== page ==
Rep. Tom Graves, R-Ga., introduced a bill as a discussion draft that would allow a victim of a cyberattack to access the attacker’s computer in order to gather information about the attack to share with law enforcement or to stop the hacker from continuing to access their network. Read more about the new bill introduced […]
Read why Daniel R. Stoller says that giving hacking back powers to companies could turn them into vigilantes on Bloogberg BNA : A House discussion draft bill that would give companies the power to hack back against cybercriminals needs further work to get broad support in Congress, a think tank technology policy specialist told Bloomberg […]
Read why Naomi Eide says that companies can deploy hacking back at hackers and cyber criminals as a policy on CIO Dive : There is something visceral about responding in kind. When attacked, instinct says to lash back and defend, counteracting a threat. In cybersecurity, the retaliatory counterattack is better left to the nation state actors, […]
Read Israel Barak’s article about why hacking back policy is a failure on SC Magazine : In November, the UK announced a formal policy of hacking back against nation state attackers. While it might be a viable government policy, for most enterprises, a cyberattack is a crime, not an act of war. Legal and moral […]
Read why Jeff John Roberts says that it is time for US businesses to hack back at hackers on Forbes : Foreign governments use hackers to steal U.S. corporate secrets and meddle with our political system. Meanwhile, a botnet of millions of rogue devices recently cut off access to popular websites on the East Coast, […]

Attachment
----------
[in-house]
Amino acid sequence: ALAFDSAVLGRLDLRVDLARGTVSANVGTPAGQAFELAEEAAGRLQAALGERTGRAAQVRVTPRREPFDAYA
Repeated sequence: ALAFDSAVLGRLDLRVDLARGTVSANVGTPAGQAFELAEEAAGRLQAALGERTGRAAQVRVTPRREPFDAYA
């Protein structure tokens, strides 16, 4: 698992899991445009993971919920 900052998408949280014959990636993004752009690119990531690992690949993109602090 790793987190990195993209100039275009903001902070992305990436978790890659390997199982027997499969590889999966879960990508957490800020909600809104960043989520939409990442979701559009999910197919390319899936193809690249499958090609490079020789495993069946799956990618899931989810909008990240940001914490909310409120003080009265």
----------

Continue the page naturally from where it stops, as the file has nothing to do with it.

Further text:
Read Patrick Lin’s views about the effectiveness of hacking back at hackers by companies on Forbes : In cybersecurity, there’s a certain sense of helplessness—you are mostly on your own. You are often the first and last line of defense for your information and communications; there is no equivalent of state-protected borders, neighborhood police patrols, […]
Read Stewart Baker and Victoria Muth ask whether companies should risk going on a cyber offensive on Brink News : Corporate executives are fed up with the current approach to network security. They’ve been spending more and more on security. Despite that spending, they’re told that they can’t expect to keep intruders out of their networks; […]
Should private companies be able to—and maybe more importantly—hack back? The question drew enthusiastic responses from panelists and the audience during at presentation Thursday by AFCEA’s Emerging Professionals in Intelligence Committee (EPIC) on intelligence and cybersecurity. Read about the panel discussion on hacking back at AFCEA’s Emerging Professionals in Intelligence Committee (EPIC) on AFCEA Blog.
Many organizations are now hacking back at attackers, in an active cyberdefense move. Read Peter Sullivan explain the possible outcomes and drawbacks of hacking back at attackers on Tech Target.
Read why Jim Offner says that everyone should fight back at hackers on Cedar Valley Business : A digital globe on display at last week’s Strictly Business Expo flickered with up-to-the-second attempted cyber attacks worldwide. They numbered in the millions, according to constantly updated data on top of the map. Read his full article here.